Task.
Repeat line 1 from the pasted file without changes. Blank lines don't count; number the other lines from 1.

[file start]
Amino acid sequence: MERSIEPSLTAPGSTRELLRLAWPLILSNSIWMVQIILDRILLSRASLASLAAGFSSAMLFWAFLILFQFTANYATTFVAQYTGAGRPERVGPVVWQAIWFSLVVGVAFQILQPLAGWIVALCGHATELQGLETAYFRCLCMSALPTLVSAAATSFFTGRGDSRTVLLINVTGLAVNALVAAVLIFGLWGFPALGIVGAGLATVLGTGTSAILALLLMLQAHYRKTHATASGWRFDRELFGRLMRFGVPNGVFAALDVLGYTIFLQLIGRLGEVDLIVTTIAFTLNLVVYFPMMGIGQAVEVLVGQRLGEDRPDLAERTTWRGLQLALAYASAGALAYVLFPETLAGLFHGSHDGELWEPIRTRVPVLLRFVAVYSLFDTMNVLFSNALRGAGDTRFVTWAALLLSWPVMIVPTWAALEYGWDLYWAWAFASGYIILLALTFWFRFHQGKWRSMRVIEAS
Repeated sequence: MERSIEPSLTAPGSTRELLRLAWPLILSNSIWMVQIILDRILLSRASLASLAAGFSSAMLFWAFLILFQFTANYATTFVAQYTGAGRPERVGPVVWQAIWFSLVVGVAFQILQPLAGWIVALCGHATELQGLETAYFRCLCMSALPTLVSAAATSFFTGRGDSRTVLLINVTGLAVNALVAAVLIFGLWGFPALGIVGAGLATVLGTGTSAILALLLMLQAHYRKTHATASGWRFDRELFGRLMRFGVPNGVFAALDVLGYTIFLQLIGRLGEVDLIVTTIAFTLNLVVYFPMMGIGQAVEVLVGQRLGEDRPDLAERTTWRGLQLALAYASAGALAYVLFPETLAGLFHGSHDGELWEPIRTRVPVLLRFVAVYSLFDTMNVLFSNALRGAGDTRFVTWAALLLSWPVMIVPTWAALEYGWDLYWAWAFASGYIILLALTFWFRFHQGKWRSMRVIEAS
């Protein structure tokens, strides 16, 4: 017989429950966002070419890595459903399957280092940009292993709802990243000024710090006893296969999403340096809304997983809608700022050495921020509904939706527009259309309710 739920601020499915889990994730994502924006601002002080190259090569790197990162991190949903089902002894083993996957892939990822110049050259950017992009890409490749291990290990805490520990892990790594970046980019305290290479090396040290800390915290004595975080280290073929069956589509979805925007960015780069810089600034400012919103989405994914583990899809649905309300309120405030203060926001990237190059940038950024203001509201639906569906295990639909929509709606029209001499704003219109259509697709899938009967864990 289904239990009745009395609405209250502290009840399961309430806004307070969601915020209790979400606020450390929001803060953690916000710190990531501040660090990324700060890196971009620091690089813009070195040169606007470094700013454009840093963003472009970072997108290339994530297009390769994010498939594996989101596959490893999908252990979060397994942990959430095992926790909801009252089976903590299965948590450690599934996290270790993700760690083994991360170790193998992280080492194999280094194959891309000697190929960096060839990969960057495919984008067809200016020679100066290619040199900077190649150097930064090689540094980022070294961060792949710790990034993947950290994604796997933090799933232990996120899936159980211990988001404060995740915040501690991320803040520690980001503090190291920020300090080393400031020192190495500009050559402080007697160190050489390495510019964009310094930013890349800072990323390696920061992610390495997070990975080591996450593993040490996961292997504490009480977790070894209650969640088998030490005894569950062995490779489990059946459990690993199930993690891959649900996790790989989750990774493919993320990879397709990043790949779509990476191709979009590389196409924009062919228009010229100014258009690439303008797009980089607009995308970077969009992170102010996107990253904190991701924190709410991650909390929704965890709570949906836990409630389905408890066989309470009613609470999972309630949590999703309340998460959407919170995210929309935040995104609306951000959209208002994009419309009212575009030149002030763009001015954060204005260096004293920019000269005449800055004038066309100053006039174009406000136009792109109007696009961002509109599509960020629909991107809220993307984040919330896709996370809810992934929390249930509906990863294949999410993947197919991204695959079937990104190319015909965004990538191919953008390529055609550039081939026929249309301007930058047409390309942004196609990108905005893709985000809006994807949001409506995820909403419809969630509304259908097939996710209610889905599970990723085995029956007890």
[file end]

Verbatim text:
Amino acid sequence: MERSIEPSLTAPGSTRELLRLAWPLILSNSIWMVQIILDRILLSRASLASLAAGFSSAMLFWAFLILFQFTANYATTFVAQYTGAGRPERVGPVVWQAIWFSLVVGVAFQILQPLAGWIVALCGHATELQGLETAYFRCLCMSALPTLVSAAATSFFTGRGDSRTVLLINVTGLAVNALVAAVLIFGLWGFPALGIVGAGLATVLGTGTSAILALLLMLQAHYRKTHATASGWRFDRELFGRLMRFGVPNGVFAALDVLGYTIFLQLIGRLGEVDLIVTTIAFTLNLVVYFPMMGIGQAVEVLVGQRLGEDRPDLAERTTWRGLQLALAYASAGALAYVLFPETLAGLFHGSHDGELWEPIRTRVPVLLRFVAVYSLFDTMNVLFSNALRGAGDTRFVTWAALLLSWPVMIVPTWAALEYGWDLYWAWAFASGYIILLALTFWFRFHQGKWRSMRVIEAS